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Meet Zack Djurich of The Lookout in Studio City

Today we’d like to introduce you to Zack Djurich.

Zack, can you briefly walk us through your story – how you started and how you got to where you are today.
I first became interested with music when I was around ten years old, playing guitar. That hobby became an obsession over the next few years and by the time I was in sixth grade, I had already written a paper on how I wanted to attend Berklee College of Music. I think that’s about the time I became interested in technology as well as music. I’d go to Guitar Center and try out all of the different amps and effects pedals I’d read about in magazines. A few years later, I was accepted at Berklee. That was the first time I was surrounded by like-minded musicians and I’d be lying if I said I wasn’t intimidated. I knew that I had to be more diverse than just a guitar player if I wanted to make a career out of music, which led me to the Music Production and Engineering program. Before I knew it, I graduated and moved to LA and got the reality check of a lifetime when I became an intern. Even though it’s only been six years since that internship, it feels like a lifetime. My Berklee friendships have landed me almost every gig I’ve had, which includes engineering for Kanye West, Kid Cudi, Thirty Seconds To Mars, Cheat Codes, The Unknown Tour and many more.

Overall, has it been relatively smooth? If not, what were some of the struggles along the way?
The freelance life has been a constant series of gambles. It took years driving for UBER/LYFT before I had a decent shot with anyone. One of the first big opportunities I got was to be an assistant engineer for Thirty Seconds to Mars. But after their album was finished, they geared up to go on tour, so I quit to produce and engineer an album on the road for an Indie Documentary called ‘The Unknown Tour’. We traveled to North America for months meeting and recording musicians on sidewalks, in living rooms, and in our makeshift RV studio. It was a huge undertaking and my first shot at being an executive producer, but once it was over, I was unemployed again. It got to the point where I was looking for work on craigslist before my friend and mentor gave me the call to come to Wyoming to work on a Kanye project. From there, things started moving very fast and within a few weeks, I was Kanye’s main recording engineer, surrounded by famous artists and producers that I’d previously idolized.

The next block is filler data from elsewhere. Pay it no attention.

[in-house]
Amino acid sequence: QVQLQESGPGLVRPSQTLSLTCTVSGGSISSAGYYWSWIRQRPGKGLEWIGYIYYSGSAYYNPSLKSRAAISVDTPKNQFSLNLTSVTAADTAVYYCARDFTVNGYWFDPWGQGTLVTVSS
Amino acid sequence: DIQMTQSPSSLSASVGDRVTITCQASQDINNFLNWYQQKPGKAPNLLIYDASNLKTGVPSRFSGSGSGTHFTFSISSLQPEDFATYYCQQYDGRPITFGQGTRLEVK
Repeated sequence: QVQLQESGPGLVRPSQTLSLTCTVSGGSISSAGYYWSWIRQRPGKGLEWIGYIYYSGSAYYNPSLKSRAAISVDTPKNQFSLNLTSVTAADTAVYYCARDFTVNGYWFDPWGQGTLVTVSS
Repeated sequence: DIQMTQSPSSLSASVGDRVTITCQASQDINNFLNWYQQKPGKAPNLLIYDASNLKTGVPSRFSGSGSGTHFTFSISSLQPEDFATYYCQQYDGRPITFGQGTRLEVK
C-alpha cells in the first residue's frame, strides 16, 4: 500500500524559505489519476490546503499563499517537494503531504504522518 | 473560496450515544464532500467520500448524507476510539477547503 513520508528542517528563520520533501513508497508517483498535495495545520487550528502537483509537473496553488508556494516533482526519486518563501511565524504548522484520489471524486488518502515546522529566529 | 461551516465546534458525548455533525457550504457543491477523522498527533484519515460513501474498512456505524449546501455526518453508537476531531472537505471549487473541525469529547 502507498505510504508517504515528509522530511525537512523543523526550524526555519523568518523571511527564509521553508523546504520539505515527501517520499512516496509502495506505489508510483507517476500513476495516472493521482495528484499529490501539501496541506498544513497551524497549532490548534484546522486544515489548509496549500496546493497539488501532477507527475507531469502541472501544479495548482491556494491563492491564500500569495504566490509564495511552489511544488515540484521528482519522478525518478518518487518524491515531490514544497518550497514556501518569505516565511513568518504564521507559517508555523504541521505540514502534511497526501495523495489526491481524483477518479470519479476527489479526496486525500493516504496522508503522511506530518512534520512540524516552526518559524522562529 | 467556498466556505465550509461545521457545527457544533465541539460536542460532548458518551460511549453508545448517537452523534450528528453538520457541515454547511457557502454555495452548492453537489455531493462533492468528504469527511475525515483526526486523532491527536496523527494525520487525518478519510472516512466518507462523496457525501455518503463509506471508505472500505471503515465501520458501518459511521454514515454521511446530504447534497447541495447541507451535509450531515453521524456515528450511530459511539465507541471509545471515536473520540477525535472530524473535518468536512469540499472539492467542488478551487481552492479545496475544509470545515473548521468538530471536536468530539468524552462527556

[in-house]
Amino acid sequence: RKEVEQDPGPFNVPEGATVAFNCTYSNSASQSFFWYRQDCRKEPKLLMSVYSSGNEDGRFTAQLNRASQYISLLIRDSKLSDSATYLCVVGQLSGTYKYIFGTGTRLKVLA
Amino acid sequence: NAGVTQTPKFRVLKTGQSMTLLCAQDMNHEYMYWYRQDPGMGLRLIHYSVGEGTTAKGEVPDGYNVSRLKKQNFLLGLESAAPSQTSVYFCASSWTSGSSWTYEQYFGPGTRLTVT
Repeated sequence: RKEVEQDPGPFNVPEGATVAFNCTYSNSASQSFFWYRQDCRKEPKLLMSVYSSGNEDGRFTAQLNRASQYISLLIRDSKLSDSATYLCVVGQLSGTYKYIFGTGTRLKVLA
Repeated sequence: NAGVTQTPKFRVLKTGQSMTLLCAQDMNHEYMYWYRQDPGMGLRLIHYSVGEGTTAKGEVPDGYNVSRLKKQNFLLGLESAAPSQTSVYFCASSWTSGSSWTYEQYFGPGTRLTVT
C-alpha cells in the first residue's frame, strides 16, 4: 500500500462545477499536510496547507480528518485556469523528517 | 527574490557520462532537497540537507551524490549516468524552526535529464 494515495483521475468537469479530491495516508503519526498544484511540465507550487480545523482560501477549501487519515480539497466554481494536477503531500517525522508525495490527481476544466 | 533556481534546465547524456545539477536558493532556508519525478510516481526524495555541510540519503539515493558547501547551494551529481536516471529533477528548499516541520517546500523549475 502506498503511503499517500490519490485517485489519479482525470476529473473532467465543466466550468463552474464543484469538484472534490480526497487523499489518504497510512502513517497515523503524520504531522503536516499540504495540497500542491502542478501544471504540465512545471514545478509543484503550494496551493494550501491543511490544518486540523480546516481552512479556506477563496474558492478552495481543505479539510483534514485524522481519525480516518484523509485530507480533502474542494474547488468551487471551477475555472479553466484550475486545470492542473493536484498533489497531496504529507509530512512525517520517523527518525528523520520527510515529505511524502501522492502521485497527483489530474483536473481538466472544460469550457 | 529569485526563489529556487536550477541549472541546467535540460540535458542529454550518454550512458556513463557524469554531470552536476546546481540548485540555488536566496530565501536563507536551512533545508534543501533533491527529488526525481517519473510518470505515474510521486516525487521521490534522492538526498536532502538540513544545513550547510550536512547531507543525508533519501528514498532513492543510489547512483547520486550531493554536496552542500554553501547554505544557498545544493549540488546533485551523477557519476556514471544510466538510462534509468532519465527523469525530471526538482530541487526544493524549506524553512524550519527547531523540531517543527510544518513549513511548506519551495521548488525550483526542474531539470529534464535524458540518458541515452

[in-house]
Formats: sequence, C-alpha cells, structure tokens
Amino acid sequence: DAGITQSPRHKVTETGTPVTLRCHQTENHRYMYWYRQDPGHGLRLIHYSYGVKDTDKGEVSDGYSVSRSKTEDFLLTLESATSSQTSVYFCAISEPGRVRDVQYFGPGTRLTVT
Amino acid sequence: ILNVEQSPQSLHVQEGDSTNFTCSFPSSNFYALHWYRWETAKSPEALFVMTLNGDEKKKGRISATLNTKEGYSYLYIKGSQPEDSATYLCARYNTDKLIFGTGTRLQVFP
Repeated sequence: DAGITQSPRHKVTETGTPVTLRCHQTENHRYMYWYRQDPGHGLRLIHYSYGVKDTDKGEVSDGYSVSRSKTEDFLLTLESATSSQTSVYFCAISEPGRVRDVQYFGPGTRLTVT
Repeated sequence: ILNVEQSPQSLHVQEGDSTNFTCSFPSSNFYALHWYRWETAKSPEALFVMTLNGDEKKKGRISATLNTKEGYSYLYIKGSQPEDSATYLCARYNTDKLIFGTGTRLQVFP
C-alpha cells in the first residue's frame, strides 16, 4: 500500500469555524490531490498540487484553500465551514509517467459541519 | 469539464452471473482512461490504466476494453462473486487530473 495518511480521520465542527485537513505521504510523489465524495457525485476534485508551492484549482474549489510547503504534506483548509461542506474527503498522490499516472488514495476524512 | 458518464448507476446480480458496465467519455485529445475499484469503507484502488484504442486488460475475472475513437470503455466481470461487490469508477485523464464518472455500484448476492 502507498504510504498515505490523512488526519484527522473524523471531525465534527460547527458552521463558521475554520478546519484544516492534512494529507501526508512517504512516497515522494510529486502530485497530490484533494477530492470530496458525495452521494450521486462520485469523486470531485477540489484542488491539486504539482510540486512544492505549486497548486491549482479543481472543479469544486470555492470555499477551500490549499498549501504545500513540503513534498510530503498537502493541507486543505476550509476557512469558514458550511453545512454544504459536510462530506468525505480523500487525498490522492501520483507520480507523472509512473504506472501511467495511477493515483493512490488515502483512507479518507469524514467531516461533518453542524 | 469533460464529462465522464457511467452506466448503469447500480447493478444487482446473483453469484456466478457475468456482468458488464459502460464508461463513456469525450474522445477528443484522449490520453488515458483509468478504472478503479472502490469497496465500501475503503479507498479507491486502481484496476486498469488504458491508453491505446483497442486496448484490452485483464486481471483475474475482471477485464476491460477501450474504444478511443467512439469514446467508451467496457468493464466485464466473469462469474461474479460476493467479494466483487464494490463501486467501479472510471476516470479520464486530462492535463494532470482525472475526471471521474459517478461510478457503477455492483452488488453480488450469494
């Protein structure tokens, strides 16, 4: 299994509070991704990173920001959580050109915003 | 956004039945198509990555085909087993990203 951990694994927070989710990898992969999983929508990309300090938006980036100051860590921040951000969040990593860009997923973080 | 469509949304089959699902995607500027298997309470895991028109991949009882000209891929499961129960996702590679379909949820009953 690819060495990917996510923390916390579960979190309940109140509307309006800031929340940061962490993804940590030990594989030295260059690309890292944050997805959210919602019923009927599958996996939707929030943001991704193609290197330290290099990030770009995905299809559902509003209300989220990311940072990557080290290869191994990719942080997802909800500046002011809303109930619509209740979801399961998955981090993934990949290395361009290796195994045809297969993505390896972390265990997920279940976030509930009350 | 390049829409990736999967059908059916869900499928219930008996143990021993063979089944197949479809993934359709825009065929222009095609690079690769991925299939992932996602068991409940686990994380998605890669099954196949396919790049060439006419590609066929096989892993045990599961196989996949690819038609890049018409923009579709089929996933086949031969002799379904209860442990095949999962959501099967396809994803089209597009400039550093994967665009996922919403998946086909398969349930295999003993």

We finished ‘YE’ in Wyoming, came back to LA for ‘KIDS SEE GHOSTS’ and Teyana Taylor’s album ‘K.T.S.E.’ and split time between LA and NY for Nas’ album ‘NASIR’. After those projects were finished, I thought my life might return to normal and I’d be looking for a job again, but the calls kept coming in and I began traveling the world with a mobile recording rig. This included recording “I Love It”(Kanye and Lil Pump) which ended up going double platinum after the video release at the PornHub Awards and Performance at SNL and traveling to Japan, Belgium, Colombia, and eventually Uganda to work on ‘YANDHI’ which eventually led to ‘Jesus Is King’. This was all within a year of looking for those jobs on Craiglist.

Please tell us about The Lookout.
My major credits are due to engineering, but in the last year I’ve moved my equipment out of my bedroom and backpack to a real studio where my focus is producing for artists as well as engineering/mixing their projects. I like to see the whole project through from start to finish. Being able to adapt to whatever the artist needs from me has been a huge factor in building trust with them. Some of the projects done in the new studio include upcoming music from Cheat Codes, Bonnie Mckee, and City Morgue as well as podcasts like ‘Blackout'(starring Rami Malek), ‘The Last Degree of Kevin Bacon’, and ‘Dirty John’.

If you had to go back in time and start over, would you have done anything differently?
If I could go back in time and relive my experiences, I’d try to keep my stress level a bit lower but that’s not always possible. Haha. At the end of the day, no matter how much you love the music – it’s just music, not life and death. Sometimes it’s easy to lose sight of the big picture when you’re so focused on the details.

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